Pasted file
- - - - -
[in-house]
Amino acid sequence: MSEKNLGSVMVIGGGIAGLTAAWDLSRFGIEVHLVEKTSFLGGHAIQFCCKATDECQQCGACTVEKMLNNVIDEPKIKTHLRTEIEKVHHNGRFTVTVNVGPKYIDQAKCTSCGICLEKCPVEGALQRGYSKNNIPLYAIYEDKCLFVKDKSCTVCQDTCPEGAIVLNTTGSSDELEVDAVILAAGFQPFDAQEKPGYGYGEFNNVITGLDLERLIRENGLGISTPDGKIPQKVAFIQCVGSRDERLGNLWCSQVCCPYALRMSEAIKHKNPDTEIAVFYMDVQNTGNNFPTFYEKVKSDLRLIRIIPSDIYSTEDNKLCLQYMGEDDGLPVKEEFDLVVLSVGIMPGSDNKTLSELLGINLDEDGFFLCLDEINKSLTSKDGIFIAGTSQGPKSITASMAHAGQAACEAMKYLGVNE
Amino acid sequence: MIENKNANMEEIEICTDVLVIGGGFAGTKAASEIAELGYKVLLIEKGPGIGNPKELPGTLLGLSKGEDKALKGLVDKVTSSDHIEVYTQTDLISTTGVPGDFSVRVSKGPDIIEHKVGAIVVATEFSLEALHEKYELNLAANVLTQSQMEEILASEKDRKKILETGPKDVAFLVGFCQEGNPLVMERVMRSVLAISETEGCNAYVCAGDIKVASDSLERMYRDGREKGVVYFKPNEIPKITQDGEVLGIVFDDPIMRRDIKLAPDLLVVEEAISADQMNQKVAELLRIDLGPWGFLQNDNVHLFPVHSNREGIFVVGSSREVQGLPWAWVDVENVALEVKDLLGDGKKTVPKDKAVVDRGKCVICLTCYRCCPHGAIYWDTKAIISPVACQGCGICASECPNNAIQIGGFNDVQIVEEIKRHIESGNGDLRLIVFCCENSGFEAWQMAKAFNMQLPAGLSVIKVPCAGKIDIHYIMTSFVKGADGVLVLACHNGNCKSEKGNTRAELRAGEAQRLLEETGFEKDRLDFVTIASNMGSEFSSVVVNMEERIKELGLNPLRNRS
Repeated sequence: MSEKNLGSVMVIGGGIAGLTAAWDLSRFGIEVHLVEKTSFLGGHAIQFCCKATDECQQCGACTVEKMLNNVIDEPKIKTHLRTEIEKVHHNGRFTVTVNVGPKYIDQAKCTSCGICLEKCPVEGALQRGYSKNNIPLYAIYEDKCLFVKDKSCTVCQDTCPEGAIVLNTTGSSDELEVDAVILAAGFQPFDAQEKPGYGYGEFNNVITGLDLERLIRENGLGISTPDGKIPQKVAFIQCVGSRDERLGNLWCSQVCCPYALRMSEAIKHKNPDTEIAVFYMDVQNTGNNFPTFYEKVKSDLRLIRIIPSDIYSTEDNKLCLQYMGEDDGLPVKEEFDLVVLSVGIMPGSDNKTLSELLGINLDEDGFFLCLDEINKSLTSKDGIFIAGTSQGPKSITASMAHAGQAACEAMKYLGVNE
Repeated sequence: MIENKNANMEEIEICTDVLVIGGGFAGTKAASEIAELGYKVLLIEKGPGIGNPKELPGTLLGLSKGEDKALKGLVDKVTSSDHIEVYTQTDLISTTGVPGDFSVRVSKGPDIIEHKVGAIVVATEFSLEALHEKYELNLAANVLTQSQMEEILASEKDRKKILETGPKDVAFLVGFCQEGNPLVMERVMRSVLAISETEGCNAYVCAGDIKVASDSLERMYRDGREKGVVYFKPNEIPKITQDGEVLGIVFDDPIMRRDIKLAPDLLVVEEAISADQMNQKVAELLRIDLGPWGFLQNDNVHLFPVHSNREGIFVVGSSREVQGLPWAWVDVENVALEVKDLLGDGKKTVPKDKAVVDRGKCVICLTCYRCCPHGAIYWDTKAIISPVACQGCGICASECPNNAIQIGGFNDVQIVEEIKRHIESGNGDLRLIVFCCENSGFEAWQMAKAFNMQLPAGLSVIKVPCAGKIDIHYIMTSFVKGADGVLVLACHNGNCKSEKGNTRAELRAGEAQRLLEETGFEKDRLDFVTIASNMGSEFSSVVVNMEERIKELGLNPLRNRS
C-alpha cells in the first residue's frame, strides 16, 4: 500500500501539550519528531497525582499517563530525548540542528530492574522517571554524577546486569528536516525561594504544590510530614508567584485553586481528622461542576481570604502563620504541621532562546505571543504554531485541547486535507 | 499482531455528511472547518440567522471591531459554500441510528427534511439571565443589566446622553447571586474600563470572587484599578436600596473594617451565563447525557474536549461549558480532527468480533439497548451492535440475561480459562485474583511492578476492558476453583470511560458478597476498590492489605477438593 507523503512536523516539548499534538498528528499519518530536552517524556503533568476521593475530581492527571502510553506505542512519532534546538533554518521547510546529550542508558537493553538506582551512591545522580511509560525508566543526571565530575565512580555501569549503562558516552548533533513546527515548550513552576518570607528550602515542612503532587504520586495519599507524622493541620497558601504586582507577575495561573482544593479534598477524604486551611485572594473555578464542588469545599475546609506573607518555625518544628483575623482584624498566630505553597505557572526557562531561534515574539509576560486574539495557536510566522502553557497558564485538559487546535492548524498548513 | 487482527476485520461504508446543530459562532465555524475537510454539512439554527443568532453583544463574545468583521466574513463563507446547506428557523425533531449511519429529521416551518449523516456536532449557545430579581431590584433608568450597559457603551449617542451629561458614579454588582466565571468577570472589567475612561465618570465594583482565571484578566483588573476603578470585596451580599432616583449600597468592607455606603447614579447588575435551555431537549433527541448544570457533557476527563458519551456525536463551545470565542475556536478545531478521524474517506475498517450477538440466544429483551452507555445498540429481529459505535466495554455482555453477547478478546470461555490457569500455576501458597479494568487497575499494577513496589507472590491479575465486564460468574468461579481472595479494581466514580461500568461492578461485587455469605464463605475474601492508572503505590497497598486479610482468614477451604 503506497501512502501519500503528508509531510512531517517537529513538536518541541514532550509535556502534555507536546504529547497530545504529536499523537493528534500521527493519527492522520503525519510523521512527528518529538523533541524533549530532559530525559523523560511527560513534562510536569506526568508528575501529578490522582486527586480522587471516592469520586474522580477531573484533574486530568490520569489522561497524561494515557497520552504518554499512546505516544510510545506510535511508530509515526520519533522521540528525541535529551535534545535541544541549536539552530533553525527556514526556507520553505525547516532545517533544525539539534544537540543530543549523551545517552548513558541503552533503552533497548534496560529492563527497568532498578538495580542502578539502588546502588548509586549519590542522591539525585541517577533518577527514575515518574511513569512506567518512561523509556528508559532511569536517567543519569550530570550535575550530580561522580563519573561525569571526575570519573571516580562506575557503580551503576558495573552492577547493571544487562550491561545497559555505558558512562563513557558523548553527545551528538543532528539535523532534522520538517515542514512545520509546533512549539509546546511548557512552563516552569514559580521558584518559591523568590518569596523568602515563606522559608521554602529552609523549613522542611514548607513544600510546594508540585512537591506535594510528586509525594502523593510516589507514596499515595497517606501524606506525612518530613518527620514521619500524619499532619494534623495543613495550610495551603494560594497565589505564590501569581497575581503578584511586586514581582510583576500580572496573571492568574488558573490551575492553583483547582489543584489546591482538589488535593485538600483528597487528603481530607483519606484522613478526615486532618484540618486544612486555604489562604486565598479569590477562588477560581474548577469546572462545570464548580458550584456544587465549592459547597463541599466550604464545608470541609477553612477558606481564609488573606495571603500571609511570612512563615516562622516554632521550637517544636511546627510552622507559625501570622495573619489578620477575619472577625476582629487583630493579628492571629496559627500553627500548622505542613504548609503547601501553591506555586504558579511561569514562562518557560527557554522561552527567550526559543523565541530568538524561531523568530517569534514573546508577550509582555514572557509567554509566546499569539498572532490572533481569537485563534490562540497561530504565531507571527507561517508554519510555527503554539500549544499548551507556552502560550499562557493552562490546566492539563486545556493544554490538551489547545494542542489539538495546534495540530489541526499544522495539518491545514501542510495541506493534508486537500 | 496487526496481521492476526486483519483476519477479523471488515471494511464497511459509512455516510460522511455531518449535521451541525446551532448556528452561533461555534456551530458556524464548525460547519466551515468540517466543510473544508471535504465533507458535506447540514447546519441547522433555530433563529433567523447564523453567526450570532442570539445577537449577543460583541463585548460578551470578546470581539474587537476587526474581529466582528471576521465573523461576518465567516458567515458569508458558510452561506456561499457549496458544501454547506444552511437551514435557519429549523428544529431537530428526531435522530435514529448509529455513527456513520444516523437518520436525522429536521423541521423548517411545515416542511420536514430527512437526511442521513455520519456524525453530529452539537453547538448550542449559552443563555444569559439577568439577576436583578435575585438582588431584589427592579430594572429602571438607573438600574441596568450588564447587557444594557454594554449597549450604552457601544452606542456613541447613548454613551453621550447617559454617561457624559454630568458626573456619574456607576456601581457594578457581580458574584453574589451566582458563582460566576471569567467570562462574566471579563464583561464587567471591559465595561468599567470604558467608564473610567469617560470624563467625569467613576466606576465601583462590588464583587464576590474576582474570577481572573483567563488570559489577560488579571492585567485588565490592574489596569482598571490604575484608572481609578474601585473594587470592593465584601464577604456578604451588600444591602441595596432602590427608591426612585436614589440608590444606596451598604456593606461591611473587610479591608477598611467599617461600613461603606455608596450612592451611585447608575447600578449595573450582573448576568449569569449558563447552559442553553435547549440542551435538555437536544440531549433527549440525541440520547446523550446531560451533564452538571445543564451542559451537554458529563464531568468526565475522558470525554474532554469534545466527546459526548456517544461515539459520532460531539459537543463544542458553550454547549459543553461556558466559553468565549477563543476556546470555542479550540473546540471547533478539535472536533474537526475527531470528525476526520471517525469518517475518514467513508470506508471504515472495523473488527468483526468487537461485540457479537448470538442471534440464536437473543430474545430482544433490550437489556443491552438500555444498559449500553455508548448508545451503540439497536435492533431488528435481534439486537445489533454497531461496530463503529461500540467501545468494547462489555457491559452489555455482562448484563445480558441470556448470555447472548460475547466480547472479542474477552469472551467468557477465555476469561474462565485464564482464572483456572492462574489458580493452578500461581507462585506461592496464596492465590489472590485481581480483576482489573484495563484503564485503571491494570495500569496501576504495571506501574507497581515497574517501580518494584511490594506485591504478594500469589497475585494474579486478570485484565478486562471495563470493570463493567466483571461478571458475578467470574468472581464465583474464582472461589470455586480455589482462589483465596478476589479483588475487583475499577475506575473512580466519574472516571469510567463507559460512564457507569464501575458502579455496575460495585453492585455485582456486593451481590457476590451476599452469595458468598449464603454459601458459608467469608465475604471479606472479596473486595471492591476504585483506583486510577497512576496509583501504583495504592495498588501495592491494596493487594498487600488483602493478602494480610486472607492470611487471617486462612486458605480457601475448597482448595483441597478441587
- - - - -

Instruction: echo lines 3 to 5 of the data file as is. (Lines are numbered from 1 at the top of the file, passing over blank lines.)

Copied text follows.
Amino acid sequence: MIENKNANMEEIEICTDVLVIGGGFAGTKAASEIAELGYKVLLIEKGPGIGNPKELPGTLLGLSKGEDKALKGLVDKVTSSDHIEVYTQTDLISTTGVPGDFSVRVSKGPDIIEHKVGAIVVATEFSLEALHEKYELNLAANVLTQSQMEEILASEKDRKKILETGPKDVAFLVGFCQEGNPLVMERVMRSVLAISETEGCNAYVCAGDIKVASDSLERMYRDGREKGVVYFKPNEIPKITQDGEVLGIVFDDPIMRRDIKLAPDLLVVEEAISADQMNQKVAELLRIDLGPWGFLQNDNVHLFPVHSNREGIFVVGSSREVQGLPWAWVDVENVALEVKDLLGDGKKTVPKDKAVVDRGKCVICLTCYRCCPHGAIYWDTKAIISPVACQGCGICASECPNNAIQIGGFNDVQIVEEIKRHIESGNGDLRLIVFCCENSGFEAWQMAKAFNMQLPAGLSVIKVPCAGKIDIHYIMTSFVKGADGVLVLACHNGNCKSEKGNTRAELRAGEAQRLLEETGFEKDRLDFVTIASNMGSEFSSVVVNMEERIKELGLNPLRNRS
Repeated sequence: MSEKNLGSVMVIGGGIAGLTAAWDLSRFGIEVHLVEKTSFLGGHAIQFCCKATDECQQCGACTVEKMLNNVIDEPKIKTHLRTEIEKVHHNGRFTVTVNVGPKYIDQAKCTSCGICLEKCPVEGALQRGYSKNNIPLYAIYEDKCLFVKDKSCTVCQDTCPEGAIVLNTTGSSDELEVDAVILAAGFQPFDAQEKPGYGYGEFNNVITGLDLERLIRENGLGISTPDGKIPQKVAFIQCVGSRDERLGNLWCSQVCCPYALRMSEAIKHKNPDTEIAVFYMDVQNTGNNFPTFYEKVKSDLRLIRIIPSDIYSTEDNKLCLQYMGEDDGLPVKEEFDLVVLSVGIMPGSDNKTLSELLGINLDEDGFFLCLDEINKSLTSKDGIFIAGTSQGPKSITASMAHAGQAACEAMKYLGVNE
Repeated sequence: MIENKNANMEEIEICTDVLVIGGGFAGTKAASEIAELGYKVLLIEKGPGIGNPKELPGTLLGLSKGEDKALKGLVDKVTSSDHIEVYTQTDLISTTGVPGDFSVRVSKGPDIIEHKVGAIVVATEFSLEALHEKYELNLAANVLTQSQMEEILASEKDRKKILETGPKDVAFLVGFCQEGNPLVMERVMRSVLAISETEGCNAYVCAGDIKVASDSLERMYRDGREKGVVYFKPNEIPKITQDGEVLGIVFDDPIMRRDIKLAPDLLVVEEAISADQMNQKVAELLRIDLGPWGFLQNDNVHLFPVHSNREGIFVVGSSREVQGLPWAWVDVENVALEVKDLLGDGKKTVPKDKAVVDRGKCVICLTCYRCCPHGAIYWDTKAIISPVACQGCGICASECPNNAIQIGGFNDVQIVEEIKRHIESGNGDLRLIVFCCENSGFEAWQMAKAFNMQLPAGLSVIKVPCAGKIDIHYIMTSFVKGADGVLVLACHNGNCKSEKGNTRAELRAGEAQRLLEETGFEKDRLDFVTIASNMGSEFSSVVVNMEERIKELGLNPLRNRS